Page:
Moreover, it is still unclear whether the case law that establishes that domain names and cybersquatting are sufficient commercial uses to impose liability can be applied to twitter handles. Domain names and cybersquatting have a more clearly commercial purpose, as they contribute to online sales and advertising. Twitter handles on the other hand, are not clearly selected for a commercial reason.
It is unlikely that the court will find that the account was created with intent to trade upon Dean’s goodwill and reputation, or to unfairly compete with CMG licensees for the use of Dean intellectual property. The court will probably also have to weigh CMG’s rights against the competing speech rights of the @JamesDean account owner. The courts might be wary of offending the First Amendment and stifling free speech online.
Right of Publicity & Related Torts
James Dean’s name and image are undoubtedly valuable. Dean’s name and image are widely recognized and prominent. Generally, a product or good using a celebrity’s name & likeness is actionable, whereas speech or commentary is not. For the aforementioned reasons, the court is unlikely to find that @JamesDean’s use of Dean’s name and likeness is a substantial, non-commercial use, and therefore, protect the speech under the First Amendment. Moreover, because the profile seems to be used for commenting, “Does” and Twitter might be able to offer several defenses.
Note also, that the Communication Decency Act §230, which immunizes service providers from liability arising out of content provided by third parties – here, the @JamesDean account – might immunize Twitter from liability. Twitter does not monitor every user’s activity or have direct control over user-selected Twitter handles and tweets. This lack of control should prove to be a giant hurdle for CMG if the case proceeds to trial.
Implications for the Future
Today, the answers to the posed questions must consider the growing importance of social media as a source of advertising for brands and celebrities alike. Social networking sites like Twitter have become the latest means for businesses to release product information, attract new business, and promote sales. But the law has not caught up with the growing commercialization of social media networks by businesses and celebrities.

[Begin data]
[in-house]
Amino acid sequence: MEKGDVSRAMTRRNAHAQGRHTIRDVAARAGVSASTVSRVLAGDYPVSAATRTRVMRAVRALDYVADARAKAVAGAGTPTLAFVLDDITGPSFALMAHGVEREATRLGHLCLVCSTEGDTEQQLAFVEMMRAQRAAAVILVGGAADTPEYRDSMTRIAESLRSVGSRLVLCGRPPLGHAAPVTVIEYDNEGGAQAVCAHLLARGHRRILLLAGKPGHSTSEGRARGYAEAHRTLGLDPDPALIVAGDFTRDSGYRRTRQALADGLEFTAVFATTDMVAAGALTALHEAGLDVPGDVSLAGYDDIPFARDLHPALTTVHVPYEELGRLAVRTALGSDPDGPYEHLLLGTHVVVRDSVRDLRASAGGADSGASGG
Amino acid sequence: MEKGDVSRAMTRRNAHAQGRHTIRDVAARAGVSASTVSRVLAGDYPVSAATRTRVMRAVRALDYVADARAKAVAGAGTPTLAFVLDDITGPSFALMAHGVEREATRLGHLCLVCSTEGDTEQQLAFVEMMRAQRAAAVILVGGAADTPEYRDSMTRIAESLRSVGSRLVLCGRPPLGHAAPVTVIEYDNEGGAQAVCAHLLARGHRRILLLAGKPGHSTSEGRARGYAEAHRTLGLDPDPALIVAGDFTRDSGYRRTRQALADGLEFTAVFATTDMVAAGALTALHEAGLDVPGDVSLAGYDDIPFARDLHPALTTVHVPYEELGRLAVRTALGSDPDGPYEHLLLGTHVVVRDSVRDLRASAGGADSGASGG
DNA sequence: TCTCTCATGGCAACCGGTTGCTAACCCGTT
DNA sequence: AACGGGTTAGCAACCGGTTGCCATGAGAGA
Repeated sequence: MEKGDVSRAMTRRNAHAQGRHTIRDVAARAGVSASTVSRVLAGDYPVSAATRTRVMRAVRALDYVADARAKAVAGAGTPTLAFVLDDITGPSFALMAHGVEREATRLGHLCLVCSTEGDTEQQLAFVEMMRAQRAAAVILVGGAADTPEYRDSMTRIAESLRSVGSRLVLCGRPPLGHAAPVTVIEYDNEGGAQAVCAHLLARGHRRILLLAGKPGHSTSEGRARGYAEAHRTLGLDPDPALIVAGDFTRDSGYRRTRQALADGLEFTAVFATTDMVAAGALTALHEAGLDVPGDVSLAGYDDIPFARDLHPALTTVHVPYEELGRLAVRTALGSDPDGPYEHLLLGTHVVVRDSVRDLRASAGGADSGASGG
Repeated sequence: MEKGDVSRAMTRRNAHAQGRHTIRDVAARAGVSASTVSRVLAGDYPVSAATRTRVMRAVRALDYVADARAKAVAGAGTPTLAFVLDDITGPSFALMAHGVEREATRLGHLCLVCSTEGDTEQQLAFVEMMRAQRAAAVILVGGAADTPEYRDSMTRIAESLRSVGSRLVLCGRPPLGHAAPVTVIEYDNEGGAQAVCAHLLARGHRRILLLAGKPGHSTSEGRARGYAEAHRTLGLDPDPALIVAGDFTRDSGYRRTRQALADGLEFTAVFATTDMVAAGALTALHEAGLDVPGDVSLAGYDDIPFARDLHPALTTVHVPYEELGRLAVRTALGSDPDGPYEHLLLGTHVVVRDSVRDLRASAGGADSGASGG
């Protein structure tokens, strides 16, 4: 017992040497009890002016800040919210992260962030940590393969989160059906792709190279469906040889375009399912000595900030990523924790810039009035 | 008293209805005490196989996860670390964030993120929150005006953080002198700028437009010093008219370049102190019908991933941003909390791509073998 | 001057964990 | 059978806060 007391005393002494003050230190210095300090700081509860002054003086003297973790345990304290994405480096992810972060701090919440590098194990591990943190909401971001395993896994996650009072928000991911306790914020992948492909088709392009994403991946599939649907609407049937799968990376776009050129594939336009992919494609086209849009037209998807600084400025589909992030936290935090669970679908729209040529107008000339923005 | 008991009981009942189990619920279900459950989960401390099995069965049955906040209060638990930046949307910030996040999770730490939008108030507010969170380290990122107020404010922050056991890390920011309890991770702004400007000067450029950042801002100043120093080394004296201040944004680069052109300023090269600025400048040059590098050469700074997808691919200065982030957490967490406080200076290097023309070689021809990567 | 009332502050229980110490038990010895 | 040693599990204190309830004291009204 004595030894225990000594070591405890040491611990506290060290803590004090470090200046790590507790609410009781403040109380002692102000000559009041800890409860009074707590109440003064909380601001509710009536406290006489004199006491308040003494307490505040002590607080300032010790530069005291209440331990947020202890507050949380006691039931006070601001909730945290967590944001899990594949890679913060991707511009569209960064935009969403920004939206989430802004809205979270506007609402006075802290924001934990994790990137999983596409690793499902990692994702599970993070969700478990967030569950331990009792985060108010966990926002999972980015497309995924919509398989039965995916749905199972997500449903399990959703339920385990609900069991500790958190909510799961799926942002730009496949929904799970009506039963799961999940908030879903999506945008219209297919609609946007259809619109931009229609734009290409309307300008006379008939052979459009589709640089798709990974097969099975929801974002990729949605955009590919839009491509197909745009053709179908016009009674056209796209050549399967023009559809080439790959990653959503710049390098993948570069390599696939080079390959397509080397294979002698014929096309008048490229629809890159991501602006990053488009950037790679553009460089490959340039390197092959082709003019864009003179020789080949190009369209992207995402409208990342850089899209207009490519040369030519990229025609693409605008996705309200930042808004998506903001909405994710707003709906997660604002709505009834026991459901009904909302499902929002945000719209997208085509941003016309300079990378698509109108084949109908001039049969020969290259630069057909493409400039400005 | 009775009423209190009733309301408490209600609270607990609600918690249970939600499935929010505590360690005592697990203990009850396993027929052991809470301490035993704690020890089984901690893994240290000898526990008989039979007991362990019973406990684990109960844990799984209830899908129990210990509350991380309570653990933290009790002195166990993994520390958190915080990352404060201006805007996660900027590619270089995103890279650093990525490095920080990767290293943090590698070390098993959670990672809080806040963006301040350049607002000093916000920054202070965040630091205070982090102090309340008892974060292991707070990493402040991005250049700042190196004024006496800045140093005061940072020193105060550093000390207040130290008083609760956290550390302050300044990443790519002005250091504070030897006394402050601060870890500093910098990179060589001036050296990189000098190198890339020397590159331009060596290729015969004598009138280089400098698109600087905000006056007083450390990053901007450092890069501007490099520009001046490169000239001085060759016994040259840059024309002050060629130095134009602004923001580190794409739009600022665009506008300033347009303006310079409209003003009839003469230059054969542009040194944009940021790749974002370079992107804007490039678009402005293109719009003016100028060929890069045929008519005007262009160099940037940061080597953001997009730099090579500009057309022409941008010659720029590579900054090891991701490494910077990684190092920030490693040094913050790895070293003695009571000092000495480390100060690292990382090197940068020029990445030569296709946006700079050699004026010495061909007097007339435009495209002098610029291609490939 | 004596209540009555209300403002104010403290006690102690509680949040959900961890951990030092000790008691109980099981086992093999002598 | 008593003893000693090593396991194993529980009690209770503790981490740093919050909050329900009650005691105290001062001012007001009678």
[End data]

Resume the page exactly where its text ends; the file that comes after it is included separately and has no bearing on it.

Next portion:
Various questions about the legal implications of the growing commercial use of social media remain unanswered. But one thing is clear: the right to control the online use of marks, and thereby public perception, will be at the center of legal disputes arising out of trademark causes of action online.
Brands and celebrities should have some room to protect their public image in the social media sphere, but should they have exclusive control over all online profiles that utilize their name? Permitting trademark owners to prohibit fan commentary and other like-uses would probably interfere with the free flow of information, and thereby undercut the pro-competitive purpose of trademark law.
If the fan account is not doing anything malicious or deceptive with the account, then why is this an issue? On the other hand, because marketing and advertising are all about public perception, the ability to control the manner in which a celebrity is positioned online is extremely valuable.
 Complaint located here: http://cdn2.sbnation.com/assets/3976359/Complaint_for_Damages_and_Injunctive_Relief__Twitter_.pdf
 CMG Complaint page 6, see Footnote 1
 CMG Complaint page 33, see Footnote 1
 Hollywood Reporter Article by Eriq Gardner, here: http://www.hollywoodreporter.com/thr-esq/twitter-legal-war-jamesdean-678435
 USA Today Article by Tim Evans, found here: http://www.usatoday.com/story/news/nation/2014/02/10/james-dean-estate-twitter/5383823/